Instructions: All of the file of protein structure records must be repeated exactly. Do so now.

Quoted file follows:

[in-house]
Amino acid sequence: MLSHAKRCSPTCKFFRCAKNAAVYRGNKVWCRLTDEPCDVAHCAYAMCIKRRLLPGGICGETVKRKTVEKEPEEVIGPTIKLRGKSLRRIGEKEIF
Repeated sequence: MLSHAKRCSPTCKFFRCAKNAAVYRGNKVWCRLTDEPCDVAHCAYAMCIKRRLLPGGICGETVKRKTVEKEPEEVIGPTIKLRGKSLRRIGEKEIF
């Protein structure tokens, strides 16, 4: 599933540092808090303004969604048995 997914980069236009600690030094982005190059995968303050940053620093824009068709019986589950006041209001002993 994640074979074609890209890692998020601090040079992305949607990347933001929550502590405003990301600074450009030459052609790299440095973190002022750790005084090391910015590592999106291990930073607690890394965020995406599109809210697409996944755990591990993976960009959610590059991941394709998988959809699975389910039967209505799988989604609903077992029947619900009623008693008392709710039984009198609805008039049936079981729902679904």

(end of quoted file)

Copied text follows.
[in-house]
Amino acid sequence: MLSHAKRCSPTCKFFRCAKNAAVYRGNKVWCRLTDEPCDVAHCAYAMCIKRRLLPGGICGETVKRKTVEKEPEEVIGPTIKLRGKSLRRIGEKEIF
Repeated sequence: MLSHAKRCSPTCKFFRCAKNAAVYRGNKVWCRLTDEPCDVAHCAYAMCIKRRLLPGGICGETVKRKTVEKEPEEVIGPTIKLRGKSLRRIGEKEIF
């Protein structure tokens, strides 16, 4: 599933540092808090303004969604048995 997914980069236009600690030094982005190059995968303050940053620093824009068709019986589950006041209001002993 994640074979074609890209890692998020601090040079992305949607990347933001929550502590405003990301600074450009030459052609790299440095973190002022750790005084090391910015590592999106291990930073607690890394965020995406599109809210697409996944755990591990993976960009959610590059991941394709998988959809699975389910039967209505799988989604609903077992029947619900009623008693008392709710039984009198609805008039049936079981729902679904």